“The Early Religion Of The Hebrews” -- By: A. J. F. Behrends

Journal: Bibliotheca Sacra
Volume: BSAC 055:220 (Oct 1898)
Article: “The Early Religion Of The Hebrews”
Author: A. J. F. Behrends


“The Early Religion Of The Hebrews”

A. J. F. Behrends

Brooklyn, N. Y.

The thesis of Rev. A. E. Whatham in the present number of the Bibliotheca Sacra, is, that the early religion of the Hebrews was “little, if any, removed from the religion of those people by whom the Hebrews were surrounded.” The exact date of this environment is not indicated. The discussion of the point covers a period of some centuries, antedating Abraham, and extending far beyond Moses. No one has ever claimed that Abraham’s immediate ancestors and neighbors were pure monotheists. Abraham appears in the record as a reformer, and as moved in his migration by a purely religious impulse. He was a separatist. This, the author calls in question, and quotes Davidson as higher authority than Genesis! It is admitted that the record has an unmistakable monotheistic stamp, but then we are told that the pictures in Genesis are an “artificial elaboration,” dating from the prophetic period. What Abraham’s religious conceptions were, no one can tell, because the subsequent chronicler paints the assumed father of the race as he thinks he should have been! This is naive. The simplicity is amazing. The only trouble is, that, with such an estimate of the sources of information, it is in-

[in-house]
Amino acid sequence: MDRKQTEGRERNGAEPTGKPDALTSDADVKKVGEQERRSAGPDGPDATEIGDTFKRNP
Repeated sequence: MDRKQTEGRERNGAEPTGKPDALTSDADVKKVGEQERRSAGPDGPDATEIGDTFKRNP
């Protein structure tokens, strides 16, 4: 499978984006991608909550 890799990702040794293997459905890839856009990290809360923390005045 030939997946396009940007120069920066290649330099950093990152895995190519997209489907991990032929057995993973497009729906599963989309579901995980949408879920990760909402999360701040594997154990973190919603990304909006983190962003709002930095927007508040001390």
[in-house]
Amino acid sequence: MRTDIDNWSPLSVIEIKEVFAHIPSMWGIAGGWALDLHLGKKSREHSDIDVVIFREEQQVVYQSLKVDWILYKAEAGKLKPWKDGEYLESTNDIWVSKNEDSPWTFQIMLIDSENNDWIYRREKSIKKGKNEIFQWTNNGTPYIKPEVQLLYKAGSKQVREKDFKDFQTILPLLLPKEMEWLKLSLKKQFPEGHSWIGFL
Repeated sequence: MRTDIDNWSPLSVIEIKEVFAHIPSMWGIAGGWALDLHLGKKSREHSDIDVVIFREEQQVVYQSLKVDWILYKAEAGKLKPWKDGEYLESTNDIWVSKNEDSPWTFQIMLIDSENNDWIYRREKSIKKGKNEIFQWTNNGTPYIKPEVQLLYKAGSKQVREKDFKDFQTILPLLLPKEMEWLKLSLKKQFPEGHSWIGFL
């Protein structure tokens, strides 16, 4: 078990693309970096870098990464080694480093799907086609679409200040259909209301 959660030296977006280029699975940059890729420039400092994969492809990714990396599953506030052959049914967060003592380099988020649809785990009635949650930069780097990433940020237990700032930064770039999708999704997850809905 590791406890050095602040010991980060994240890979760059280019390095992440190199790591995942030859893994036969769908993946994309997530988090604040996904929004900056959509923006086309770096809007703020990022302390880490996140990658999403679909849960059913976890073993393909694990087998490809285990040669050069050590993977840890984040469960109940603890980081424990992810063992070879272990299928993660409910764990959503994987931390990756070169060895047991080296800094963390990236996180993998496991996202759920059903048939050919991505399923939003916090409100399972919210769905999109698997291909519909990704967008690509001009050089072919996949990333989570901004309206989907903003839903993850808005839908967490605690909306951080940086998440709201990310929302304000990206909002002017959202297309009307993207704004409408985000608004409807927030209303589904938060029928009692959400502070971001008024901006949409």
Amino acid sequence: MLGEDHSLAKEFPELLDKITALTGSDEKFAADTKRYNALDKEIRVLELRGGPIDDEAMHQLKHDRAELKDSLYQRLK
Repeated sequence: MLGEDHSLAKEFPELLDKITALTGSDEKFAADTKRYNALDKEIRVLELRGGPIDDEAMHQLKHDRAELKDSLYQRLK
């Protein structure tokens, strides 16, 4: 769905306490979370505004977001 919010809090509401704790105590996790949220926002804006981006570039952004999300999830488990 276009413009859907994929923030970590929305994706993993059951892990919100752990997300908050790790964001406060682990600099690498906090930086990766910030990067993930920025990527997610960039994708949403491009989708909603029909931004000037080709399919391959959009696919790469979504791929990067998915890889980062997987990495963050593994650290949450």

conceivable that the author did not go much farther, and resolve the entire record into a myth. It is a purely arbitrary criticism which preserves an Abraham, and then denies him to be what he is represented to be; or which concedes Abraham and Moses to have been real persons, and then resolves Jacob and his twelve sons into personifications.

But the author is caught in the same net with the traditionalists,—who simply read the record as it stands, and do not regard Davidson and Wellhausen as higher authorities. The author grants that Abraham was a “pure henotheist,” while his neighbors were only “partial” henotheists; and that Moses gave to henotheism an exclusive and abiding form and authority. The Decalogue, universally admitted, in the form of the Ten Words, to be of Mosaic origin, admits of no other conclusion. It is intensely and emphatically a law-code of spiritual and ethical monotheism, as it stands; and the author’s assumption that Moses was only a pronounced henotheist can be made out only by dissecting and mutilating the Decalogue itself. This many critics do; but it only shows to what dire straits criticism is forced. The whole record, in every fiber of it, must be torn to pieces, to make the author’s position good. And what does he gain? Nothing. He gets rid of monotheism as the religion of Abraham and Moses, only to make them the prophets of a peculiar he...

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